Article: “Bringing in the Experts: Library Research Guide Usability Testing in a Computer Science Class”
The following article appears in the latest issue of Evidence Based Library and Information Practice (Vol 8, No 4).
Objective – We sought to develop best practices for creating online research guides in an academic library.
Methods – We performed usability tests of particular library research guides in order to determine how to improve them. Students in a Human-Computer Interaction (HCI) class (n=20) participated in the studies both as subjects of the tests and as evaluators of the results. The students were each interviewed and then asked to review the interviews recorded of four other classmates. Based on their own experience with the guides and their viewing of their classmates using the guides, the students worked with librarians to develop best practices.
Results – Students were generally unfamiliar with the library’s research guides prior to the study. They identified bibliographic databases as the most important links on the guides and felt that these should be prominently placed. Opinions about many specific features (e.g., images, length of guide, annotations) varied widely, but students felt strongly that there should be some organizational consistency among the guides.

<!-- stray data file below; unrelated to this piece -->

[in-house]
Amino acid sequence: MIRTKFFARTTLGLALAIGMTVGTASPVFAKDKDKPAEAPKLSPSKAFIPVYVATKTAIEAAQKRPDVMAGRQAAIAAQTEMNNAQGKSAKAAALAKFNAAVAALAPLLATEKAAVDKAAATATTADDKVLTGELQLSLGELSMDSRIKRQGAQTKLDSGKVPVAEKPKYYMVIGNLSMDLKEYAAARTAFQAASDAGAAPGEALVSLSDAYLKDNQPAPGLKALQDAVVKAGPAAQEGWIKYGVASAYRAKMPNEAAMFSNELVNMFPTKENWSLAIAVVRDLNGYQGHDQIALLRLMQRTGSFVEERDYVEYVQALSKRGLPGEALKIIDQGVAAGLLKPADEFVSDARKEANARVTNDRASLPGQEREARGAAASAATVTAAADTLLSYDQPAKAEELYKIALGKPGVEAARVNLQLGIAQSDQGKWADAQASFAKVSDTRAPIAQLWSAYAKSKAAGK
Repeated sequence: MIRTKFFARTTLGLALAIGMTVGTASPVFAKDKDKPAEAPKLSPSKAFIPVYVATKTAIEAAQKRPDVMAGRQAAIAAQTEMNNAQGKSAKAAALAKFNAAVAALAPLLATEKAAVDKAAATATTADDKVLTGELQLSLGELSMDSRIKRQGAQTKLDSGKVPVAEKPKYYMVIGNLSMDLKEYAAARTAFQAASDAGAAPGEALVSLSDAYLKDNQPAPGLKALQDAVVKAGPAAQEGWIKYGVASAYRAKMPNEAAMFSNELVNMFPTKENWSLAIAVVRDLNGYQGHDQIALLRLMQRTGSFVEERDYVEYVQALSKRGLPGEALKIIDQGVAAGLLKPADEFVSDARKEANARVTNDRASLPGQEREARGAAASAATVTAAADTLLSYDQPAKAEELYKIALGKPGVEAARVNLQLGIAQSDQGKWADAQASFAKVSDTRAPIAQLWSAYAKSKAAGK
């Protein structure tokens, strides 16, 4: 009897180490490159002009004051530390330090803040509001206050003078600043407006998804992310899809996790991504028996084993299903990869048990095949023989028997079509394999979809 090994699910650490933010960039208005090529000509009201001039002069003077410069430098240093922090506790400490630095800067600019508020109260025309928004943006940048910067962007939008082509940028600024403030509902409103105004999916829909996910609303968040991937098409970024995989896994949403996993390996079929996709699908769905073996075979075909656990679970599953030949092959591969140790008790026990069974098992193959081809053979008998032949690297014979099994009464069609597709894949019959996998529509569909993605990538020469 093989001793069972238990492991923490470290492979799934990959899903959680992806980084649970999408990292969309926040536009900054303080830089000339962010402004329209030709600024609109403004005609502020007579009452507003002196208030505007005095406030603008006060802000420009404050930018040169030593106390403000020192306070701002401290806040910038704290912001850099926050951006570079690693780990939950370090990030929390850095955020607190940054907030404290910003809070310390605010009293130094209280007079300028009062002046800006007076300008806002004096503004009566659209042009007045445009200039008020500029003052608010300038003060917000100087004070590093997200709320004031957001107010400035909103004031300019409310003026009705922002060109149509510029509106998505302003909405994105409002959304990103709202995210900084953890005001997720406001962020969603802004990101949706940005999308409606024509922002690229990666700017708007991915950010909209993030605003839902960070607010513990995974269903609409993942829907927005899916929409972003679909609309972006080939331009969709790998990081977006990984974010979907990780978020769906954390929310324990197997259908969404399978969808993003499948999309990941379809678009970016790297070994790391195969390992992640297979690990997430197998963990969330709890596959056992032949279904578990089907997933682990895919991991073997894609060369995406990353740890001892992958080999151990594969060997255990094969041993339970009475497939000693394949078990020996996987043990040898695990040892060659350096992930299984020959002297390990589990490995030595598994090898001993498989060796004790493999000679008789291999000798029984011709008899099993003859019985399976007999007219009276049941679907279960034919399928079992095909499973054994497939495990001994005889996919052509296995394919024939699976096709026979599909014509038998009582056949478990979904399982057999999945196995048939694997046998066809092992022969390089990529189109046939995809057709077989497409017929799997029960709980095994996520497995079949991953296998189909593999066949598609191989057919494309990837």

Conclusions – The importance that students placed on consistency led the library to adopt guidelines dictating the inclusion of a table of contents and short list of major databases at the top of each guide, as well as uniform placement of certain other elements.
About Gary Price
Gary Price (email@example.com) is a librarian, writer, consultant, and frequent conference speaker based in the Washington D.C. metro area. He earned his MLIS degree from Wayne State University in Detroit. Price has won several awards including the SLA Innovations in Technology Award and Alumnus of the Year from the Wayne St. University Library and Information Science Program. From 2006-2009 he was Director of Online Information Services at Ask.com.